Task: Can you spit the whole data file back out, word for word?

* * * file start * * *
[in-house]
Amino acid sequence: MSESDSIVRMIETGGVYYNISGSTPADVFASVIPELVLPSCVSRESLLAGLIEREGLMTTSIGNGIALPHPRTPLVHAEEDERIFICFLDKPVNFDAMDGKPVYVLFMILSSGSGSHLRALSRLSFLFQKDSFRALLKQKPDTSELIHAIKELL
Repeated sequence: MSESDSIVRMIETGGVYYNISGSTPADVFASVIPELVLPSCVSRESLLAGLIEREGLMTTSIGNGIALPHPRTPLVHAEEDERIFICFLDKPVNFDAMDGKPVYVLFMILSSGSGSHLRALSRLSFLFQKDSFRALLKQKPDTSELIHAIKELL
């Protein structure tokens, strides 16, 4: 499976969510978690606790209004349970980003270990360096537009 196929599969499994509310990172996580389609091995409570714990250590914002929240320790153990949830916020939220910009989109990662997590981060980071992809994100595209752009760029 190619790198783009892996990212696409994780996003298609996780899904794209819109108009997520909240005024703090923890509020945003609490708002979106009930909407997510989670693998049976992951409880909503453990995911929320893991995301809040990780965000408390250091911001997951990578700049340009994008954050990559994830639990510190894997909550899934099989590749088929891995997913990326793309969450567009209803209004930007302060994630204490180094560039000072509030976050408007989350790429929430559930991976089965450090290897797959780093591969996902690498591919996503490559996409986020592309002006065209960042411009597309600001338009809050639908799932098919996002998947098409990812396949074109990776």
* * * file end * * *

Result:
[in-house]
Amino acid sequence: MSESDSIVRMIETGGVYYNISGSTPADVFASVIPELVLPSCVSRESLLAGLIEREGLMTTSIGNGIALPHPRTPLVHAEEDERIFICFLDKPVNFDAMDGKPVYVLFMILSSGSGSHLRALSRLSFLFQKDSFRALLKQKPDTSELIHAIKELL
Repeated sequence: MSESDSIVRMIETGGVYYNISGSTPADVFASVIPELVLPSCVSRESLLAGLIEREGLMTTSIGNGIALPHPRTPLVHAEEDERIFICFLDKPVNFDAMDGKPVYVLFMILSSGSGSHLRALSRLSFLFQKDSFRALLKQKPDTSELIHAIKELL
């Protein structure tokens, strides 16, 4: 499976969510978690606790209004349970980003270990360096537009 196929599969499994509310990172996580389609091995409570714990250590914002929240320790153990949830916020939220910009989109990662997590981060980071992809994100595209752009760029 190619790198783009892996990212696409994780996003298609996780899904794209819109108009997520909240005024703090923890509020945003609490708002979106009930909407997510989670693998049976992951409880909503453990995911929320893991995301809040990780965000408390250091911001997951990578700049340009994008954050990559994830639990510190894997909550899934099989590749088929891995997913990326793309969450567009209803209004930007302060994630204490180094560039000072509030976050408007989350790429929430559930991976089965450090290897797959780093591969996902690498591919996503490559996409986020592309002006065209960042411009597309600001338009809050639908799932098919996002998947098409990812396949074109990776």